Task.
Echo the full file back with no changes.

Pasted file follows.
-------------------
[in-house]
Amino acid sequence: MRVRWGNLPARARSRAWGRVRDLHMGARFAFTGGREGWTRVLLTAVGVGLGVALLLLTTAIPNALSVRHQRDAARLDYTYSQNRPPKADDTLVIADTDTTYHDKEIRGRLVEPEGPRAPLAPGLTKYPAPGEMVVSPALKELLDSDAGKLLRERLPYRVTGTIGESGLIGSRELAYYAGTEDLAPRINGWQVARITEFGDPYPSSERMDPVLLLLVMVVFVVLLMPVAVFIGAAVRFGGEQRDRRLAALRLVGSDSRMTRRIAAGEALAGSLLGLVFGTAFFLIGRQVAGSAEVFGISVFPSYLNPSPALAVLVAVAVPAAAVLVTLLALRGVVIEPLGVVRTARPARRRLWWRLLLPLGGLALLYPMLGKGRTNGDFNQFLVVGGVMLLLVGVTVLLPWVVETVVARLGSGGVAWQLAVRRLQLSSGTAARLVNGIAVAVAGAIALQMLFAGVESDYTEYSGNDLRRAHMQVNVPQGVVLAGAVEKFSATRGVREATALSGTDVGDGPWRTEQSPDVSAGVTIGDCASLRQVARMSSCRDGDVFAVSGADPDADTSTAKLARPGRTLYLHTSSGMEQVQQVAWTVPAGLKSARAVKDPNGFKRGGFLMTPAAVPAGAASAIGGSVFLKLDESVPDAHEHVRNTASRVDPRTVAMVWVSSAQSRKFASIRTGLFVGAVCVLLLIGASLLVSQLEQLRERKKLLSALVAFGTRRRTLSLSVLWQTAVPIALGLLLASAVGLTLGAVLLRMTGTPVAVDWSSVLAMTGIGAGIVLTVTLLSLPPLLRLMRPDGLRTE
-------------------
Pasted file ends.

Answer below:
[in-house]
Amino acid sequence: MRVRWGNLPARARSRAWGRVRDLHMGARFAFTGGREGWTRVLLTAVGVGLGVALLLLTTAIPNALSVRHQRDAARLDYTYSQNRPPKADDTLVIADTDTTYHDKEIRGRLVEPEGPRAPLAPGLTKYPAPGEMVVSPALKELLDSDAGKLLRERLPYRVTGTIGESGLIGSRELAYYAGTEDLAPRINGWQVARITEFGDPYPSSERMDPVLLLLVMVVFVVLLMPVAVFIGAAVRFGGEQRDRRLAALRLVGSDSRMTRRIAAGEALAGSLLGLVFGTAFFLIGRQVAGSAEVFGISVFPSYLNPSPALAVLVAVAVPAAAVLVTLLALRGVVIEPLGVVRTARPARRRLWWRLLLPLGGLALLYPMLGKGRTNGDFNQFLVVGGVMLLLVGVTVLLPWVVETVVARLGSGGVAWQLAVRRLQLSSGTAARLVNGIAVAVAGAIALQMLFAGVESDYTEYSGNDLRRAHMQVNVPQGVVLAGAVEKFSATRGVREATALSGTDVGDGPWRTEQSPDVSAGVTIGDCASLRQVARMSSCRDGDVFAVSGADPDADTSTAKLARPGRTLYLHTSSGMEQVQQVAWTVPAGLKSARAVKDPNGFKRGGFLMTPAAVPAGAASAIGGSVFLKLDESVPDAHEHVRNTASRVDPRTVAMVWVSSAQSRKFASIRTGLFVGAVCVLLLIGASLLVSQLEQLRERKKLLSALVAFGTRRRTLSLSVLWQTAVPIALGLLLASAVGLTLGAVLLRMTGTPVAVDWSSVLAMTGIGAGIVLTVTLLSLPPLLRLMRPDGLRTE